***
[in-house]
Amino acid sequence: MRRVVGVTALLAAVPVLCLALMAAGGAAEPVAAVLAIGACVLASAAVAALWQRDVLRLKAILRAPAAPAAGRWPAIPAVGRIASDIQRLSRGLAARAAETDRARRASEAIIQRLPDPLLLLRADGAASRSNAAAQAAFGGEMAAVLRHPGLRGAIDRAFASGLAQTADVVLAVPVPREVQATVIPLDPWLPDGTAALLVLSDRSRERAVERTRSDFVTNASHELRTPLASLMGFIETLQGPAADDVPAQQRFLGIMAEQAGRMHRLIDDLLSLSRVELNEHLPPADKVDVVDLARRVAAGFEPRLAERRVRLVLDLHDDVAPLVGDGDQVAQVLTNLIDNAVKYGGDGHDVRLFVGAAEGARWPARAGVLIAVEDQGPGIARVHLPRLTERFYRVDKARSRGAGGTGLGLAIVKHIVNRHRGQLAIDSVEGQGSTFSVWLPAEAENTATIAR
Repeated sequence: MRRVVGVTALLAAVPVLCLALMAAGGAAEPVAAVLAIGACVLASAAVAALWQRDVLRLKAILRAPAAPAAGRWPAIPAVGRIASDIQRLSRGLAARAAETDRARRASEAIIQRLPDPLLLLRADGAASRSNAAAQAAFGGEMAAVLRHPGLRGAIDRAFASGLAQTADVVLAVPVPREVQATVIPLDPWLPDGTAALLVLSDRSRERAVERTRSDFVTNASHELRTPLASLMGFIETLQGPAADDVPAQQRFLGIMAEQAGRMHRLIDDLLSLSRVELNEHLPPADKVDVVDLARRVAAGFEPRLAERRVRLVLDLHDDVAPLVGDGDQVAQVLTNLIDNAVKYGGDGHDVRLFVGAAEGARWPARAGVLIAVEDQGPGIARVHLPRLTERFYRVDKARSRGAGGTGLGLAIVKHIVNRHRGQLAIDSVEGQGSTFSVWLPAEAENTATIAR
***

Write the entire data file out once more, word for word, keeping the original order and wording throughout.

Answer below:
[in-house]
Amino acid sequence: MRRVVGVTALLAAVPVLCLALMAAGGAAEPVAAVLAIGACVLASAAVAALWQRDVLRLKAILRAPAAPAAGRWPAIPAVGRIASDIQRLSRGLAARAAETDRARRASEAIIQRLPDPLLLLRADGAASRSNAAAQAAFGGEMAAVLRHPGLRGAIDRAFASGLAQTADVVLAVPVPREVQATVIPLDPWLPDGTAALLVLSDRSRERAVERTRSDFVTNASHELRTPLASLMGFIETLQGPAADDVPAQQRFLGIMAEQAGRMHRLIDDLLSLSRVELNEHLPPADKVDVVDLARRVAAGFEPRLAERRVRLVLDLHDDVAPLVGDGDQVAQVLTNLIDNAVKYGGDGHDVRLFVGAAEGARWPARAGVLIAVEDQGPGIARVHLPRLTERFYRVDKARSRGAGGTGLGLAIVKHIVNRHRGQLAIDSVEGQGSTFSVWLPAEAENTATIAR
Repeated sequence: MRRVVGVTALLAAVPVLCLALMAAGGAAEPVAAVLAIGACVLASAAVAALWQRDVLRLKAILRAPAAPAAGRWPAIPAVGRIASDIQRLSRGLAARAAETDRARRASEAIIQRLPDPLLLLRADGAASRSNAAAQAAFGGEMAAVLRHPGLRGAIDRAFASGLAQTADVVLAVPVPREVQATVIPLDPWLPDGTAALLVLSDRSRERAVERTRSDFVTNASHELRTPLASLMGFIETLQGPAADDVPAQQRFLGIMAEQAGRMHRLIDDLLSLSRVELNEHLPPADKVDVVDLARRVAAGFEPRLAERRVRLVLDLHDDVAPLVGDGDQVAQVLTNLIDNAVKYGGDGHDVRLFVGAAEGARWPARAGVLIAVEDQGPGIARVHLPRLTERFYRVDKARSRGAGGTGLGLAIVKHIVNRHRGQLAIDSVEGQGSTFSVWLPAEAENTATIAR